Launched in November 2019 to mark the 10th anniversary of Audemars Piguet’s sponsorship of the Bolshoi Theatre in Moscow, the parent organisation of the world-famous Bolshoi Ballet, the Code 11.59 Bolshoi edition was a limited edition of 99 pieces. And it’s the only base-model Code 11.59 with an enamel (or smoked-finish) dial to date, though that might change in the future.

Initial thoughts

The Bolshoi edition is surprisingly attractive, even though only a single element has changed. Though it keeps the design exactly the same, the Bolshoi edition fixes the bland looks of the original simply but effectively with a fired enamel dial.

While the smoked finish is not new – H. Moser & Cie. does it all the time and now MB&F does too – the dial of the Bolshoi edition is fired enamel, which is doubtlessly difficult to produce and tangibly impressive.

Because everything else remains the same as the standard edition, the Bolshoi edition also has the same strengths and weaknesses, like a too-chunky case but a sharply-executed, in-house movement.

But the Bolshoi edition is too expensive compared to the standard model. The price hike for the enamel dial (and the hand-engraved rotor) is almost 55%, or just under US$15,000. Even by AP’s lofty pricing conventions that is a lot.

On the wrist

With the same case as the standard version, the Bolshoi edition looks and feels identical on the wrist. Though the watch isn’t overly large at 41 mm by 10.7 mm, it feels a bit bigger than it measures. At the same time, it is also feels solid in the hand.

The sapphire crystal is curved on two planes – something Audemars Piguet often cites as a key feature of the watch – that creates an interesting but not noteworthy optical effect. Fortunately, the crystal is coated with an antireflective coating, so the curvature doesn’t affect legibility at all.

The curve of the crystal is most obvious from a shallow angle

At arm’s length, what does stand out is the case finishing. The numerous polished bevels along the various edges mean the case catches the light at many angles, making the quality of finishing obvious. That is a rare quality in a conventionally-shaped round watch.

Simultaneously, the complicated case construction means the nooks and crannies accumulate dust and grime swiftly – which you also notice when it’s on the wrist.

Smoked and grand feu

The dial is a splendid piece of craftsmanship. It has the same look that other brands usually execute with lacquer, but instead in fired enamel.

A rich, compelling blue at the centre, the dial darks towards the edges, with an even graduation of tone around the dial. Such an effect is achieved not with darker enamel, but a slightly thicker layer of enamel at the edges.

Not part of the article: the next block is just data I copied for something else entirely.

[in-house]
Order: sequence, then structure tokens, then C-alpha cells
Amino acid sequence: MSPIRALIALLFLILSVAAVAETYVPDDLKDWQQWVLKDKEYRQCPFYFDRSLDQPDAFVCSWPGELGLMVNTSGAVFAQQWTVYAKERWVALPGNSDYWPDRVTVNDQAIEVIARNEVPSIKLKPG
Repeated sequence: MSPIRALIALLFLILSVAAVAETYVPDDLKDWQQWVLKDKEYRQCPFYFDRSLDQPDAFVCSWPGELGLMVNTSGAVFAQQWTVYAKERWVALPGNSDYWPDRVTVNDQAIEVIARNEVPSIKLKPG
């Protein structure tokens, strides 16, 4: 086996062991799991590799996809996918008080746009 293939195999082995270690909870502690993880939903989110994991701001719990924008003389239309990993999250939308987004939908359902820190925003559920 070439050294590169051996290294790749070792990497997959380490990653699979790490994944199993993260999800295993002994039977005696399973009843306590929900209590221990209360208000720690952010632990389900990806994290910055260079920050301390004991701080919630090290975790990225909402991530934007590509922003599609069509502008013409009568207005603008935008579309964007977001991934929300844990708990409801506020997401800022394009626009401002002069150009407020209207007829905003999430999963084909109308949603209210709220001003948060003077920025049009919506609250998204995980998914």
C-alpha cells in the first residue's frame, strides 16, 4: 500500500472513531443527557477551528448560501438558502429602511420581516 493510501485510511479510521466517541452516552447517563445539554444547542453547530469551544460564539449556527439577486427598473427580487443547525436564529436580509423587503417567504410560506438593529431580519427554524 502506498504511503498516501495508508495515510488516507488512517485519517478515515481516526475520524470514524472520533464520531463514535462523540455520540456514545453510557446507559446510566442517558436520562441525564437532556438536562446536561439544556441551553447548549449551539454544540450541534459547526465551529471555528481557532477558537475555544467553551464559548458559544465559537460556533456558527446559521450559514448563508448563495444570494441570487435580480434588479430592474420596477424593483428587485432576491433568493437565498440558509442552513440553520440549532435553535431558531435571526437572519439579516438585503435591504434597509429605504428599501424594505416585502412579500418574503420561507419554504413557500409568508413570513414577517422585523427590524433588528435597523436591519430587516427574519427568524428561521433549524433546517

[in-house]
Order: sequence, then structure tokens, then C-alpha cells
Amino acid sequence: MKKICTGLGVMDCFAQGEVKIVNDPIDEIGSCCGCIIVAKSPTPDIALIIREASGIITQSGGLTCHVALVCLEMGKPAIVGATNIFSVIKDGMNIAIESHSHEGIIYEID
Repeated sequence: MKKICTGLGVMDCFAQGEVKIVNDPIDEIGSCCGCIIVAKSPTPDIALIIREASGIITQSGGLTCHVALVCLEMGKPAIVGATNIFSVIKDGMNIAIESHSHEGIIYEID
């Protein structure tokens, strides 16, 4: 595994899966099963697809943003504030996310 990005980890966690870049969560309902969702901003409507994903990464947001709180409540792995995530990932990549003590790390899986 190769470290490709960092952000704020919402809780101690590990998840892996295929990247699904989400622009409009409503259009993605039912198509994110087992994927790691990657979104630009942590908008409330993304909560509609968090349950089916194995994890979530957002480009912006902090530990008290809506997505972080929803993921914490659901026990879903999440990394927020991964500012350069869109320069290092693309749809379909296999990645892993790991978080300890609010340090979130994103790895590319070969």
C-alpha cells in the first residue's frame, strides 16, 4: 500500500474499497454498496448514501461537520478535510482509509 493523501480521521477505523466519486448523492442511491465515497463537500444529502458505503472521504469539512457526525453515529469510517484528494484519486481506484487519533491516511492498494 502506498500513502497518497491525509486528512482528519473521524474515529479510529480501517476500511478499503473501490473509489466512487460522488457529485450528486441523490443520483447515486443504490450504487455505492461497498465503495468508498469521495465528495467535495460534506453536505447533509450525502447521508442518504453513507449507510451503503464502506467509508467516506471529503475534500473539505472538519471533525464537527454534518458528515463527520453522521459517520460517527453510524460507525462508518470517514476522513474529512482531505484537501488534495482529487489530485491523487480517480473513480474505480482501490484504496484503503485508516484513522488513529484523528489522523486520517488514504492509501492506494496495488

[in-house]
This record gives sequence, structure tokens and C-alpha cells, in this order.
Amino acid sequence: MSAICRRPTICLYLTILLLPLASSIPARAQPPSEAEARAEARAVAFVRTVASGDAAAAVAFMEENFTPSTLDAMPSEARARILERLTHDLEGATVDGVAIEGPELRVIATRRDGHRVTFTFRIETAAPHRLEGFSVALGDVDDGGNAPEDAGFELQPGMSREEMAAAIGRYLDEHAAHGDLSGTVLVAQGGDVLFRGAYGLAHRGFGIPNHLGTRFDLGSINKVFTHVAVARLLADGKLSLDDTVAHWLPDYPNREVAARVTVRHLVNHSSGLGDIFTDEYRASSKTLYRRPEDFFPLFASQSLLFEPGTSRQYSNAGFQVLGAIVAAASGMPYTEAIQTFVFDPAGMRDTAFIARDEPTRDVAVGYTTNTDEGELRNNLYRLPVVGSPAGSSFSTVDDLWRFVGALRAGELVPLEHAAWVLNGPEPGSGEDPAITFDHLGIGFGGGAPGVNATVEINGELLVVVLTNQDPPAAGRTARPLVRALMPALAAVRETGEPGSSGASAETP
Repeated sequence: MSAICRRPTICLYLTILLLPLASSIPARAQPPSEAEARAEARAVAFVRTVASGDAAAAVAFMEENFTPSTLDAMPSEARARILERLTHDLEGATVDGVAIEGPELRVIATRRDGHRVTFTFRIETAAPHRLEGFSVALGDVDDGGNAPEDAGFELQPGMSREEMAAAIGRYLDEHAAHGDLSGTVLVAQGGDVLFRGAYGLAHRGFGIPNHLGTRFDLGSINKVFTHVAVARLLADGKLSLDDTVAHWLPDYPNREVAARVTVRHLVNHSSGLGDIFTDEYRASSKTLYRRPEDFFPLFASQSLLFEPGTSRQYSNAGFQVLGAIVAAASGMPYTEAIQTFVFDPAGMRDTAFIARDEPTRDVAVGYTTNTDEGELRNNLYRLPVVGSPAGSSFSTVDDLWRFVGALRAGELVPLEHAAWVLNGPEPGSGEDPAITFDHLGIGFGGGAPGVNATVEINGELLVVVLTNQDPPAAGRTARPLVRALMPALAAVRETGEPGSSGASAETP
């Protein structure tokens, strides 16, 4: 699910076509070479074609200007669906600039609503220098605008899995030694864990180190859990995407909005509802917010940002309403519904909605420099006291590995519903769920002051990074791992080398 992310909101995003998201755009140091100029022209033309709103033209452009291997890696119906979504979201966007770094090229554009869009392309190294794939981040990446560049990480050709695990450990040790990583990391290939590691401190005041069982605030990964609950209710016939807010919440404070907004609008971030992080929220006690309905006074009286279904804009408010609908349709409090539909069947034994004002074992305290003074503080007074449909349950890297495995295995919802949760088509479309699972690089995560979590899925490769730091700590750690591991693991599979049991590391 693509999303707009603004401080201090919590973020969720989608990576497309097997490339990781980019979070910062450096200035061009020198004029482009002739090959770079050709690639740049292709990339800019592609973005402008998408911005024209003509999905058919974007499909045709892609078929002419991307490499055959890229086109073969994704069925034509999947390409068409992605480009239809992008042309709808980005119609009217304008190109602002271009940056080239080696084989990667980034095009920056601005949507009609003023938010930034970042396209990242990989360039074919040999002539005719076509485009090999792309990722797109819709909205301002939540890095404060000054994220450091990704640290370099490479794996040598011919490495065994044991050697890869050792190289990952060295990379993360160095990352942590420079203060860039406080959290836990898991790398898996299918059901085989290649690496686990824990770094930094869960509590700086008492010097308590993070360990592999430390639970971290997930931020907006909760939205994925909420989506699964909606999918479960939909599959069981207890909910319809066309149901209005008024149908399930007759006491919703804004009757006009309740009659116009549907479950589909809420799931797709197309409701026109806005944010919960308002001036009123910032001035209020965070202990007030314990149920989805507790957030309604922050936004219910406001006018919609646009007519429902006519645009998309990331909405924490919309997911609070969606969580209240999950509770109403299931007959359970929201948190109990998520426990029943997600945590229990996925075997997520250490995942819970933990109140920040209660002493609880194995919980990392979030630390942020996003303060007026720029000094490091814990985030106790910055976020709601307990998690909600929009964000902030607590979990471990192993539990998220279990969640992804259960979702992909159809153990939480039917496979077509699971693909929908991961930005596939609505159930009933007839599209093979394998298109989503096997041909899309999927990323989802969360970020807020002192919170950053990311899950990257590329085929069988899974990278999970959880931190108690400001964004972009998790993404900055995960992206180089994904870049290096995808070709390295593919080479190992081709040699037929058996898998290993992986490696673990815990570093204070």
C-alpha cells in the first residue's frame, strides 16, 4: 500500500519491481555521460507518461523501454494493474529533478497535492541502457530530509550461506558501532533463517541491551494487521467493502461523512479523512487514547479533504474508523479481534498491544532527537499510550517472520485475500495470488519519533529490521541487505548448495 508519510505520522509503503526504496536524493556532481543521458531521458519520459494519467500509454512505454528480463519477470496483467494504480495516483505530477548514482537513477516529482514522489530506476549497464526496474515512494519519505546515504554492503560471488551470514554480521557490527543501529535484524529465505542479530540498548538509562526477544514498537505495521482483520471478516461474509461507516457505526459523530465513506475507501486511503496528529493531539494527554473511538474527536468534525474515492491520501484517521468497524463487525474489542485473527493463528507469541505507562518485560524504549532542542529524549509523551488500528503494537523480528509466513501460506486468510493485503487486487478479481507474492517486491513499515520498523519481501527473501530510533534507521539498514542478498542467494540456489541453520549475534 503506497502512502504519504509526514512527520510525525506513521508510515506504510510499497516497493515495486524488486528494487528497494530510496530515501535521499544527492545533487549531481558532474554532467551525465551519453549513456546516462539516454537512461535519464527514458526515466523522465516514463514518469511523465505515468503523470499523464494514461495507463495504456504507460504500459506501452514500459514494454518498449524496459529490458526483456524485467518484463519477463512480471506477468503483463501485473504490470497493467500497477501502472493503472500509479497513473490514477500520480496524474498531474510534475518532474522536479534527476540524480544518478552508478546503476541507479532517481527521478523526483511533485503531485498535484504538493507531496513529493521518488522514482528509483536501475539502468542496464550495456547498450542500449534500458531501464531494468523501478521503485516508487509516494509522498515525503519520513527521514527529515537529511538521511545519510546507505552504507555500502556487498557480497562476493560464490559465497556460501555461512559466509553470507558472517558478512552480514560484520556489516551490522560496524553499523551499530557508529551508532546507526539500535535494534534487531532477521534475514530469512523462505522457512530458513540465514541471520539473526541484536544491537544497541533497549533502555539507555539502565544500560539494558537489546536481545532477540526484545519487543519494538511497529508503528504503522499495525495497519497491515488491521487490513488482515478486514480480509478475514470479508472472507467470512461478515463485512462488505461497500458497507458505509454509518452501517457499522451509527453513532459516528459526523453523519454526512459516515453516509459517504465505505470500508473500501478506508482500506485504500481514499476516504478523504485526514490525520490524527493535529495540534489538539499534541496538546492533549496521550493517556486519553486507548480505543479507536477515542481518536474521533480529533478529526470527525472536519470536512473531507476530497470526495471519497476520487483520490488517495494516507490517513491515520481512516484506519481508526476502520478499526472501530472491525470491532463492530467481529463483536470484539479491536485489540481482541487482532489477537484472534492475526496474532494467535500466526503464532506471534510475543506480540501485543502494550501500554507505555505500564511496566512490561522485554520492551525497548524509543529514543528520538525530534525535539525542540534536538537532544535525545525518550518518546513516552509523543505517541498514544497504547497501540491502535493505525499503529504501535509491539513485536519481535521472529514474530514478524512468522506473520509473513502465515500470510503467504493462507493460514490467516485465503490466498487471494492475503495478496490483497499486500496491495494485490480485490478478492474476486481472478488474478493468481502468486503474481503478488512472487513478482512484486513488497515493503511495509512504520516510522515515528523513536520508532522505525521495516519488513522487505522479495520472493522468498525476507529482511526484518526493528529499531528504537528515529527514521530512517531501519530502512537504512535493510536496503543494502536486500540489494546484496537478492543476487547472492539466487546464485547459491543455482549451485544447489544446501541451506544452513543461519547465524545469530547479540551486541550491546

The raised flange for the minute numerals is black lacquered, rather than enamel, but the colour matches the dial well, resulting in an almost-seamless transition from dial to flange.

Examined at up close, the surface of the dial is smooth and reveals only tiny, subtle imperfections that are inevitable in enamel, but hardly obvious here. The quality is especially obvious when compared to other similar smoked enamel dials, like on the recent Montblanc 1858 split-seconds chronograph, which has a less-pronounced graduation of colour, along with noticeable dark spots in the surface.

Add to that the applied hour markers in solid white gold, as well as the neatly-framed date, and the result is a dial that’s exceptionally well done.

It’s also worth noting that both the minute track and Audemars Piguet logo are in enamel print, doing away with a metal-deposit logo appliqué that’s a hallmark of the standard model

The date window is integrated well into the dial and not overly obtrusive

The case

As emphasised during the launch of the Code 11.59, the case is complex, finely finished, and one of the crucial elements of the Code 11.59. That is all true, but much of the case quality isn’t apparently unless examined up close.

The case is essentially a sandwich, with a round bezel and back containing an octagonal case middle. The lugs are skeletonised and attached only to the bezel; they barely touch the case back.

The construction allows for significant fine finishing of the case, including polished bevels on the inner edges of the skeletonised lugs, polished countersinks for the lugs screws (which have octagonal heads), as well as polished top and bottom edges for the octagonal case middle. And all the polished edges sit next to brushed surfaces, separated by a sharply defined border between the two.